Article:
Cha Ya serves fresh, delicately flavored, delicious, food from an impressively long menu. I recommend it for those who already like Japanese food, and who want to branch out from the boring, short list of options most places provide.
I have added Cha Ya to my list of favorite San Francisco restaurants, and have made a few other, minor updates to the list.
posted by Arlene (Beth)10:39 PM
Wednesday, July 01, 2009
Another sibling vegan restaurant
Golden Buddha Vegetarian Restaurant, at 832 Clement St (between 9th and 10th Avenues), is another sister to Golden Era and Oakland's Golden Lotus. All three are vegan pan-Asian restaurants (with an emphasis on Chinese and Vietnamese dishes), and are associated with Supreme Master Ching Hai's (godsdirectcontact.org) organizations. The restaurants share a menu, and the folder for the check at GB has the Golden Era logo on it.
Pan-Asian vegan food ROCKS.
I had an eggplant clay pot dish with gluten, onions, and herbs in a peppery, garlicky sauce. I had brown rice (cooked to perfection, very tasty) and a vegan Thai iced tea. It was very satisfying. I couldn't stop eating, even when I knew I was getting full. Can't... put... chopsticks... downnnn.....
The decor at this location is likely the plainest of the three: it is a simple room with aquamarine walls, aquamarine lace tablecloths under glass, and minimal art. The tables have ads for various books and media from the Master. (She loves dogs! She loves birds!) There are Love us, not eat us! stickers up over the tables, which I would have worded as 'love us, don't eat us,' but hey. This means that my brain parsed the web address as love-us-note-at-us. Which brings us to the fact that you have not been sending love notes at us, and you really need to get caught up on that.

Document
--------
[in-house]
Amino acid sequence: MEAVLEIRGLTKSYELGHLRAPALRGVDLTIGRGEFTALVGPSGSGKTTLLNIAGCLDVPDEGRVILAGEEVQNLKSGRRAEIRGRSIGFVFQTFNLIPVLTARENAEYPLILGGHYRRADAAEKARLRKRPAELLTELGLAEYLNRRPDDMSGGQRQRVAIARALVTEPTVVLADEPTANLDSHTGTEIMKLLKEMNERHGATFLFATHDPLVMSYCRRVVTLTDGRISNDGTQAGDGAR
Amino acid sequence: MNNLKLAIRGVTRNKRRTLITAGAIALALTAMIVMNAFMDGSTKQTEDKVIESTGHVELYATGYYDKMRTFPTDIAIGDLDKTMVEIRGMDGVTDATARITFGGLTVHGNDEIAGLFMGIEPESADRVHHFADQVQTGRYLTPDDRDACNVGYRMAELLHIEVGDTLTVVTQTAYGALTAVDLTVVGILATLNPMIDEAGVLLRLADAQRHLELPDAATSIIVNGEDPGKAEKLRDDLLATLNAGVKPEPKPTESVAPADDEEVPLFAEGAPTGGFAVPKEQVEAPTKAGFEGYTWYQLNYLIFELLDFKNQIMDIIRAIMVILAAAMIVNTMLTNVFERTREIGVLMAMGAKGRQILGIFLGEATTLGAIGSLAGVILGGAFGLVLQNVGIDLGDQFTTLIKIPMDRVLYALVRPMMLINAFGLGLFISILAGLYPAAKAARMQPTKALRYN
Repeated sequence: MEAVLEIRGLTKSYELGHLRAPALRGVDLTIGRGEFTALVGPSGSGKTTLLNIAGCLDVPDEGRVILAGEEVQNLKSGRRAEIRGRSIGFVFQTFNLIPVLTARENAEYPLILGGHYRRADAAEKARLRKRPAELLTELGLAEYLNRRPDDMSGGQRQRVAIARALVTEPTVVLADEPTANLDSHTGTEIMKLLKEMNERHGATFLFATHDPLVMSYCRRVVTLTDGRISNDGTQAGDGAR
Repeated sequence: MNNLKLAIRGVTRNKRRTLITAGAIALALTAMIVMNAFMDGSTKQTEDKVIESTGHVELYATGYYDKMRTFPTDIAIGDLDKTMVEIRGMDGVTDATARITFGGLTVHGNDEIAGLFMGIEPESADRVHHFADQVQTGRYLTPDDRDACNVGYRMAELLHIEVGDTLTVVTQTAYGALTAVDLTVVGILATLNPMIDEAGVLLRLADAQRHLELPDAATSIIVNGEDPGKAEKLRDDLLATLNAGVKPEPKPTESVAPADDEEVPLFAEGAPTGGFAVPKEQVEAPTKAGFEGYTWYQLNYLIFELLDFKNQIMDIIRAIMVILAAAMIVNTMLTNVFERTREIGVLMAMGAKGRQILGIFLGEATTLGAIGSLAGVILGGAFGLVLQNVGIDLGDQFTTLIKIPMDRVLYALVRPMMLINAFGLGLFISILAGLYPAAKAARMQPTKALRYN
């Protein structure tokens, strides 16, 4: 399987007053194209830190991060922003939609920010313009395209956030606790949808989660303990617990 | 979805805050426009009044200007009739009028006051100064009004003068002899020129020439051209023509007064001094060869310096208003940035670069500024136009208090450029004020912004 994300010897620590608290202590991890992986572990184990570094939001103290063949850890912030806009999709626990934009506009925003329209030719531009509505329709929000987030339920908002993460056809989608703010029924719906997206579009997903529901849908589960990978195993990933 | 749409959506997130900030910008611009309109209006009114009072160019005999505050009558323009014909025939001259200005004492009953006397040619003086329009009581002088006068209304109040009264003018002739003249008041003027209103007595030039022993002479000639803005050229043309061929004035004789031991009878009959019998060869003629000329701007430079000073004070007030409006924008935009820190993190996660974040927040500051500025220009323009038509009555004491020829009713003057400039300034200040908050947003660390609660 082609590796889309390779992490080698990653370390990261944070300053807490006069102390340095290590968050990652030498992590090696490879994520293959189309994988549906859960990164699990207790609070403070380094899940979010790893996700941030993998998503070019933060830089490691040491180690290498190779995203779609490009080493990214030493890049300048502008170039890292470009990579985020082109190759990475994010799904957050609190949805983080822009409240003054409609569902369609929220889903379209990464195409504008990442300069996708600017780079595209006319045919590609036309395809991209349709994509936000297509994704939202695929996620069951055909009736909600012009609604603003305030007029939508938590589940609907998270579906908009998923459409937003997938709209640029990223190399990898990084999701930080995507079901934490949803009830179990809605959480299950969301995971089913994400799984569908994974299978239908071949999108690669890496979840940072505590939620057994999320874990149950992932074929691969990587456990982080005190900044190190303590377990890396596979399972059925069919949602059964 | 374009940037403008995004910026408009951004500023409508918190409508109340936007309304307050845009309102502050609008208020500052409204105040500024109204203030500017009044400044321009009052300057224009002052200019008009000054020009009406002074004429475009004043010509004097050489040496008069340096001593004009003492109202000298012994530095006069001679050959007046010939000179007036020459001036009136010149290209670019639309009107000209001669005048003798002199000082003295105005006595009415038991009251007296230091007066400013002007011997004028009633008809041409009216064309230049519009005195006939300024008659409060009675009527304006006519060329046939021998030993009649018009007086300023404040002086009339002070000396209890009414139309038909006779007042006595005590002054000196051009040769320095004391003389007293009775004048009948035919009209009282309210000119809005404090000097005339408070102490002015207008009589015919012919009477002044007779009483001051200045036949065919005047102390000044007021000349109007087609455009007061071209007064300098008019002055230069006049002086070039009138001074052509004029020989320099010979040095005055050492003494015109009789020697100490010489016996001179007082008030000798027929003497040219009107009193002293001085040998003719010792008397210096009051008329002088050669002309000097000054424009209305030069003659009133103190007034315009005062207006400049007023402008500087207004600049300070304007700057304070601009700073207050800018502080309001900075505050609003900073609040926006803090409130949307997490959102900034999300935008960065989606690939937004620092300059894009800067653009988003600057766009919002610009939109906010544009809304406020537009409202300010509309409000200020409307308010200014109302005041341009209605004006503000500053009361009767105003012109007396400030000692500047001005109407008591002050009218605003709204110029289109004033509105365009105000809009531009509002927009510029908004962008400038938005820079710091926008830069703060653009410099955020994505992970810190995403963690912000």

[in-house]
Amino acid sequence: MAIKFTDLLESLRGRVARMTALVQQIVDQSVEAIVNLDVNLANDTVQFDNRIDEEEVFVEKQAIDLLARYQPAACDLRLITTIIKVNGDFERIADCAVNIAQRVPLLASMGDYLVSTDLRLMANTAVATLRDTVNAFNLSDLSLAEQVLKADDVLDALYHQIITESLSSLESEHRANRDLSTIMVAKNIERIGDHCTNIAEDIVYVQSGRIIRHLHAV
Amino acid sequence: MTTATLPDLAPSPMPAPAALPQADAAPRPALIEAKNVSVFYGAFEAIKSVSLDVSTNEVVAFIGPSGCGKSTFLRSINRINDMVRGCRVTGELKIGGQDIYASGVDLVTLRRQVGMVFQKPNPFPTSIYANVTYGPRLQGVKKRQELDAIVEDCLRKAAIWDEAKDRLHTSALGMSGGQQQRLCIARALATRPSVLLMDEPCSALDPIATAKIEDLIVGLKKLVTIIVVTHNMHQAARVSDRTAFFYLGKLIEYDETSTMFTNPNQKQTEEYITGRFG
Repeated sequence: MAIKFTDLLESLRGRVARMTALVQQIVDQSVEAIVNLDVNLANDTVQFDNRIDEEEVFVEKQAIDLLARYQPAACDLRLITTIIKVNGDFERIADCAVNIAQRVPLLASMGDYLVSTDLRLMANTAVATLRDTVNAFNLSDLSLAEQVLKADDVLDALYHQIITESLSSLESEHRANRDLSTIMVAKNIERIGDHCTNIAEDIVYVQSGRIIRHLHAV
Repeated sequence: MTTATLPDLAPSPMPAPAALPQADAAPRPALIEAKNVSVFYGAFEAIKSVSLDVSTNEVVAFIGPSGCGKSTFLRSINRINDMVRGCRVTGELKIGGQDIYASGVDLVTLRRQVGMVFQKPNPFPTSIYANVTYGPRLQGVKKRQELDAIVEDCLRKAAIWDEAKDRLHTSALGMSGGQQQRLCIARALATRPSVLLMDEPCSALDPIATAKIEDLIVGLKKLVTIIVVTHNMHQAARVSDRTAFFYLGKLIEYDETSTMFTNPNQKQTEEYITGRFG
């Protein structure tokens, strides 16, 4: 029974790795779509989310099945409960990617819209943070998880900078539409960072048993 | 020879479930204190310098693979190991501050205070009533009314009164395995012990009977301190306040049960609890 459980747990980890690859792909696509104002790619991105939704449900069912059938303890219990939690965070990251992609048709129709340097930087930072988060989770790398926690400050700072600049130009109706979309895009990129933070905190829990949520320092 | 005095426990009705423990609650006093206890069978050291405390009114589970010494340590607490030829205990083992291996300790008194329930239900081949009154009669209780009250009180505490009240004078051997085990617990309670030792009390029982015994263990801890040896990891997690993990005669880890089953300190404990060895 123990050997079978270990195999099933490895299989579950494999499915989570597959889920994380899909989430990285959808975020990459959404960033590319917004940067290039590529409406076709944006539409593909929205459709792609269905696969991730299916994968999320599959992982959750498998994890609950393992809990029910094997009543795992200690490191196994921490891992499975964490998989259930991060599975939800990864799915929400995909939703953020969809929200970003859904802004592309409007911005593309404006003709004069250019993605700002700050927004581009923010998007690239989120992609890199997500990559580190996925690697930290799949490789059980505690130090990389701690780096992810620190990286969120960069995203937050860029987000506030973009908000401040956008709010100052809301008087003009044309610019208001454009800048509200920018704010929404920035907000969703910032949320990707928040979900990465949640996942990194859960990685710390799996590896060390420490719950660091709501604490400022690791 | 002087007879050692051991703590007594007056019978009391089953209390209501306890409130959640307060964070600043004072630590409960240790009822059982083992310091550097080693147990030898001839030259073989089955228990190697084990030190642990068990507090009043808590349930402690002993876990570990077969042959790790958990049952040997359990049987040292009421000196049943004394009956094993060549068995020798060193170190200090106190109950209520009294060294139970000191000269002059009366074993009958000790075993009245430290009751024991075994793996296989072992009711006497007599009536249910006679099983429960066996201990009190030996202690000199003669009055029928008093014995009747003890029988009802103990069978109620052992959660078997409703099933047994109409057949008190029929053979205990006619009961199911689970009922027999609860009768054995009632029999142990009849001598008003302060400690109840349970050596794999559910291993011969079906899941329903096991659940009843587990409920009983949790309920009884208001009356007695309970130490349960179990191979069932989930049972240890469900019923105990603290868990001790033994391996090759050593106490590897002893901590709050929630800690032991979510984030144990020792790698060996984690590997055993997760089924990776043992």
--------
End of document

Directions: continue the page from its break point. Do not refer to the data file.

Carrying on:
Instead of music, there is a video screen over the cashier's station in the back of the room, showing an image of a lovely tropical island in a bright, aquamarine sea, which has a repeating, looped soundtrack of waves crashing on a shore. The loop is short, however, so eventually, the ambient sound suggests a large robot breathing. For those of us who think about how large robots sound if they respire.
The restaurant is lightly staffed, which worked fine for the small number of families who were there for late lunch during my visit. The food is tasty, and I'll eat there again.
Labels: vegan restaurant
posted by Arlene (Beth)10:00 PM
Sunday, September 23, 2007
MillenniumIn honor of the 8th anniversary of our first date, from which we've been together continually, we went to dinner at the very fancy Millennium Restaurant at 580 Geary here in San Francisco. Millennium is a remarkable, upscale vegan restaurant with an emphasis on freshness and complex preparations - they serve foods that took remarkable effort to prepare, are tasty and pretty to look at, and that are worth going out for.